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I've searched a few times now, but not come up with suitable answer to my problem...

Say I have a URL

http://example.com/query?q= 

and I have a query entered by the user such as: "random word £500 bank $"

I want the result to be a properly encoded URL:

http://example.com/query?q=random%20word%20%A3500%20bank%20%24

What's the best way to achieve this? I tried URLEncoder and creating URI/URL objects but none of them come out quite right.

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9  
What do you mean by "none of them come out quite right"? –  Mark Elliot May 28 '12 at 14:12
    
I have used URI.create and replaced spaces with + in querystring. At the client site it converted + back to spaces when I selected the query strings. That has worked for me. –  ND27 Jun 17 at 16:31

6 Answers 6

up vote 303 down vote accepted

URLEncoder should be the way to go. You only need to keep in mind to encode only the individual query string parameter name and/or value, not the entire URL, for sure not the query string parameter separator character & nor the parameter name-value separator character =.

String url = "http://example.com/query?q=" + URLEncoder.encode("random word £500 bank $", "UTF-8");

Note that spaces in query parameters are represented by +, not %20, which is legitimately valid. The %20 is usually to be used to represent spaces in URI itself (the part before the URI-query string separator character ?), not in query string (the part after ?).

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25  
@Piko: Please read the Javadoc before making wild guesses. There are 2 encode() methods. The one mentioned in my answer is definitely not deprecated. –  BalusC May 10 '13 at 17:33
1  
Is it safe to use "ISO-8859-1" as an encoding scheme even so the JavaDoc discourages it over "UTF-8"? –  Roberto Linares May 16 '13 at 15:51
    
@Roberto: there's no problem in Java side as to encoding. But there may be potential problems as to decoding by the other side of the URL, e.g. when used in HttpURLConnection and the server actually decodes it using a different charset than you specified. This is however totally beyond control of Java. –  BalusC May 16 '13 at 17:55
21  
@BalusC While what you say is technically true, in practice most servers will recognize only UTF-8, and it is in fact mandated by RFC3986; moreover, the very same Javadoc you linked says as much. You should change the answer to reflect this. –  kbolino May 24 '13 at 18:31

I would not use URLEncoder. Besides being incorrectly named (URLEncoder has nothing to do with URLs), inefficient (it uses a StringBuffer instead of Builder and does a couple of other things that are slow) Its also way too easy to screw it up.

Instead I would use URIBuilder or Spring's URIUtils or Commons Apache HttpClient. The reason being you have to escape the query parameters name (ie BalusC's answer q) differently than the parameter value.

The only downside to the above (that I found out painfully) is that URL's are not a true subset of URI's.

Since I'm just linking to other answers I marked this as a community wiki. Feel free to edit.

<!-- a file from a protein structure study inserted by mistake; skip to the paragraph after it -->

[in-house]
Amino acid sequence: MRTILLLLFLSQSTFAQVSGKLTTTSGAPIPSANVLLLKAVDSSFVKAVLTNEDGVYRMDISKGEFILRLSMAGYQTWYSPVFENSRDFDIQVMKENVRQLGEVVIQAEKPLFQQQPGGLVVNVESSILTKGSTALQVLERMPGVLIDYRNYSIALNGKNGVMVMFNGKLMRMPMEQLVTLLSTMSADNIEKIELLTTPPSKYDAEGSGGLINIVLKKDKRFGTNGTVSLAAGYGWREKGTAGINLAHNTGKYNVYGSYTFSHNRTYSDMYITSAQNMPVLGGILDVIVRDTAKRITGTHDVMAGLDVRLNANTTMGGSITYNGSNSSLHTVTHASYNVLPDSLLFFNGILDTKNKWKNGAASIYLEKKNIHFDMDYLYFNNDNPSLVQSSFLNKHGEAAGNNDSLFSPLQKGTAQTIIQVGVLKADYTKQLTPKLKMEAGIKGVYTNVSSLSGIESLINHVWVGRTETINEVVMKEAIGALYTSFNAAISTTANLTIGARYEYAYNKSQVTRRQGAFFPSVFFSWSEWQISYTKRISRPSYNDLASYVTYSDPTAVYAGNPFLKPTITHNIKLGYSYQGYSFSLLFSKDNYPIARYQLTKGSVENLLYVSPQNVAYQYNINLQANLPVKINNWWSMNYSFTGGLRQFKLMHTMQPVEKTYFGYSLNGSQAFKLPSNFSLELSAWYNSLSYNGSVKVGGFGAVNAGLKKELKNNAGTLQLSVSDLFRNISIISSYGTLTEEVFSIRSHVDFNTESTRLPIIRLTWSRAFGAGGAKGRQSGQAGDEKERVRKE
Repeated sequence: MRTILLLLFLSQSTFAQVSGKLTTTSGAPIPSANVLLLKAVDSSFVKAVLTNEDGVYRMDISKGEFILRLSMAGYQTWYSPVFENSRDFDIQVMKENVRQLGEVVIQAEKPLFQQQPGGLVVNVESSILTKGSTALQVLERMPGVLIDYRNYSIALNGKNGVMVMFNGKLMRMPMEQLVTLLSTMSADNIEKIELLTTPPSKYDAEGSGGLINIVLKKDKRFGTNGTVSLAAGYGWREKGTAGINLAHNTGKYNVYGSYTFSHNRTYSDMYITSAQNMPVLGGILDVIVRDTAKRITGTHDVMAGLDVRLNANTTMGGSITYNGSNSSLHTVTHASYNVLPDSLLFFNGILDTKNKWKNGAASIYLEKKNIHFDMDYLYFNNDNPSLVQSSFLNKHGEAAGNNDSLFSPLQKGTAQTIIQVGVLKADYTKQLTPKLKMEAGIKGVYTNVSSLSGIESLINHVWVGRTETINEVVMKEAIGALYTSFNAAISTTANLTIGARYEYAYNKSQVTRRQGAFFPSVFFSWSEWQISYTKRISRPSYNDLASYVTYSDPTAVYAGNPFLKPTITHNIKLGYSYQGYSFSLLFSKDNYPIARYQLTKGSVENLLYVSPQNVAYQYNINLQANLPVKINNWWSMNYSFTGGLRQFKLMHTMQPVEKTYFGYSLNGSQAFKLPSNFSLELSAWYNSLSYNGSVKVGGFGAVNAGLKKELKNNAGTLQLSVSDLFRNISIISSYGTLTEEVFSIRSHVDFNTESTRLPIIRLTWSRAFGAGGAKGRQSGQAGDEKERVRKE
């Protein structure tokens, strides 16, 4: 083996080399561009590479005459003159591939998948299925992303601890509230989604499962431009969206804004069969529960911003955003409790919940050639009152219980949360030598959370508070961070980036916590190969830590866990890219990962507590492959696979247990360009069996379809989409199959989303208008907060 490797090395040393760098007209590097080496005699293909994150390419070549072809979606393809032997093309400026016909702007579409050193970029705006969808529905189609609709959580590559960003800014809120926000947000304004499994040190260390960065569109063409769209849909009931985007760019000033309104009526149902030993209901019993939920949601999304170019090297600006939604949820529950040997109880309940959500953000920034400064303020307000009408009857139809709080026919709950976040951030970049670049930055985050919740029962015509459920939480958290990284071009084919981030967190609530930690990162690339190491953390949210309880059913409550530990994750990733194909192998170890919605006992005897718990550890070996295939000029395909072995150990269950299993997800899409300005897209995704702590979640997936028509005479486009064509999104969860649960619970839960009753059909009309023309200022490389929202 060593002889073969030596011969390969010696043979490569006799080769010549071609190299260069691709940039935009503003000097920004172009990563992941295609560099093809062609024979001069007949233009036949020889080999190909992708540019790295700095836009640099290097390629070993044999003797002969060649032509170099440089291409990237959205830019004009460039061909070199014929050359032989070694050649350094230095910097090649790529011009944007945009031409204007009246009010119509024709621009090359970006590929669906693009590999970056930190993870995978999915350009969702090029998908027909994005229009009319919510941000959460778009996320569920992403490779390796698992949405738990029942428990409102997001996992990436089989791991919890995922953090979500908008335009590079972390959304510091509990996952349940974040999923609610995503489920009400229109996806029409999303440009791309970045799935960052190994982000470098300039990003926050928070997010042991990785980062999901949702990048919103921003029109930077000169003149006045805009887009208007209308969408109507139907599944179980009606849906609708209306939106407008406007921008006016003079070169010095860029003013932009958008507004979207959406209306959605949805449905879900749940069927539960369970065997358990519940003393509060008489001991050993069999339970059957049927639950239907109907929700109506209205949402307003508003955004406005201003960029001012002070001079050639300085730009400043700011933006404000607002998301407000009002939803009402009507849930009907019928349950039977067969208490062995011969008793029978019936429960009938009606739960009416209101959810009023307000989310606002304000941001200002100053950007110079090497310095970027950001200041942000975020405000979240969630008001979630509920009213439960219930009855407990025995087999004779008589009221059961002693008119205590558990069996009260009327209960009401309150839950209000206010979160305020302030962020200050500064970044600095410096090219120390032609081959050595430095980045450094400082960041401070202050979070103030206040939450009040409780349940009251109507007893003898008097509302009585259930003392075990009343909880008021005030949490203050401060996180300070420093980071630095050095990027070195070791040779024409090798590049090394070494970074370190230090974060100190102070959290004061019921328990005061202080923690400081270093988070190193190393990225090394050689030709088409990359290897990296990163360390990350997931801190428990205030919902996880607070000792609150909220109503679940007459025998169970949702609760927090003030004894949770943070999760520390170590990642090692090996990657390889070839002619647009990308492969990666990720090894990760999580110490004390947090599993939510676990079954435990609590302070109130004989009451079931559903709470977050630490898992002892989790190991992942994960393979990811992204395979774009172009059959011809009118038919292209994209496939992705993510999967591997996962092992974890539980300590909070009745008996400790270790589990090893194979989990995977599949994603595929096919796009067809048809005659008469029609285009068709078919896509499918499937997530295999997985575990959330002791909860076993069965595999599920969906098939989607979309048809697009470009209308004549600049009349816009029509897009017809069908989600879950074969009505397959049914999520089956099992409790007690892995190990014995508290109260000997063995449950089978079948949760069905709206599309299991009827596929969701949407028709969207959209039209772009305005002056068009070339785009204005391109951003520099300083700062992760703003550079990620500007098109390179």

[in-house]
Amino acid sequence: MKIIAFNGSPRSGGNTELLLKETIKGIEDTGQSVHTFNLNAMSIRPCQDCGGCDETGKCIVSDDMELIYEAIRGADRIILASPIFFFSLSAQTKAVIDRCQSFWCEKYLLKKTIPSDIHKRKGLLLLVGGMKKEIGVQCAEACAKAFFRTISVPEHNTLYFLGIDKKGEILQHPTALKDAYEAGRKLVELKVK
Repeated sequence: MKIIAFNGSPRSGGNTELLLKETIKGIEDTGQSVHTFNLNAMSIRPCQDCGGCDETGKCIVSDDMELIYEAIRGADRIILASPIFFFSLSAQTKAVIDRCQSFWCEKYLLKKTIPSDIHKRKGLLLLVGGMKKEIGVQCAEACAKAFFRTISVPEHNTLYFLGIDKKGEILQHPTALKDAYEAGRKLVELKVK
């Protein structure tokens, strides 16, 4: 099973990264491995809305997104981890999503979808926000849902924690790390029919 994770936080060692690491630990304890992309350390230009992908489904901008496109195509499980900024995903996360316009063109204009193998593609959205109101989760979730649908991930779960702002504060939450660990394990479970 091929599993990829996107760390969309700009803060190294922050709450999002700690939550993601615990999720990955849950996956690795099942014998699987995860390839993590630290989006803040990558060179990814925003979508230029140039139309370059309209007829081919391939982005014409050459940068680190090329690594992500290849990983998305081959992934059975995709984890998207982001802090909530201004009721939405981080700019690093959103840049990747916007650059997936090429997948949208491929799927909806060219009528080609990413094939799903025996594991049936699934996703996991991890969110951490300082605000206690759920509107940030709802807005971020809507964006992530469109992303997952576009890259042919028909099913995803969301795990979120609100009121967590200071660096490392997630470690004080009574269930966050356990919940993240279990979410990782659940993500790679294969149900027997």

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Guava 15 has now added a set of straightforward URL escapers.

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These suffer from the same goofy escaping rules as URLEncoder. –  2rs2ts Aug 28 at 22:53

this is additional not Particular Solution (Which is Already answered) if anyone wants to replace specific symbols or white space simply can use following :-

String strUrl =getResources().getString(R.string.ipaddress)
            + "/index.php?action=passengerRegistration&name=" + strname
            + "&gender=" + strgender + "&location=" + strLocation
            + "&phoneNo=" + strphoneno + "&password=" + strPwd + "&email="
            + stremail;

strRegUrl=strRegUrl.replaceAll(" ", "%20");

like your name containing white space "hello name"

than it will be "hello%20name" which will not cause problem !

similarly we target specific Symbol also ! :)

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@BalusC's answer is perfect. However, if you're trying to create a java.net.URI instance, you'll need another approach.

You can read about URI's double encoding problem on my blog:

How to Encode Special Characters in java.net.URI

Here's a solution that uses reflection instead of a third-party library to set the encoded query string on a URI.

URI uri = new URI("http://example.com/query");

String queryString = "q=" + URLEncoder.encode("random word £500 bank $", "ISO-8859-1");

Field field = URI.class.getDeclaredField("query");
field.setAccessible(true);
field.set(uri, queryString);

field = URI.class.getDeclaredField("string");
field.setAccessible(true);
field.set(uri, null);

System.out.println(uri);

You may want to swap out ISO-8859-1 for UTF-8.

Good hunting.

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You need to first create a URI like:

    String urlStr = "http://www.example.com/CEREC® Materials & Accessories/IPS Empress® CAD.pdf"
    URL url= new URL(urlStr);
    URI uri = new URI(url.getProtocol(), url.getUserInfo(), url.getHost(), url.getPort(), url.getPath(), url.getQuery(), url.getRef());

Then convert that Uri to ASCII string:

    urlStr=uri.toASCIIString();

Now your url string is completely encoded first we did simple url encoding and then we converted it to ASCII String to make sure no character outside US-ASCII are remaining in string. This is exactly how browsers do.

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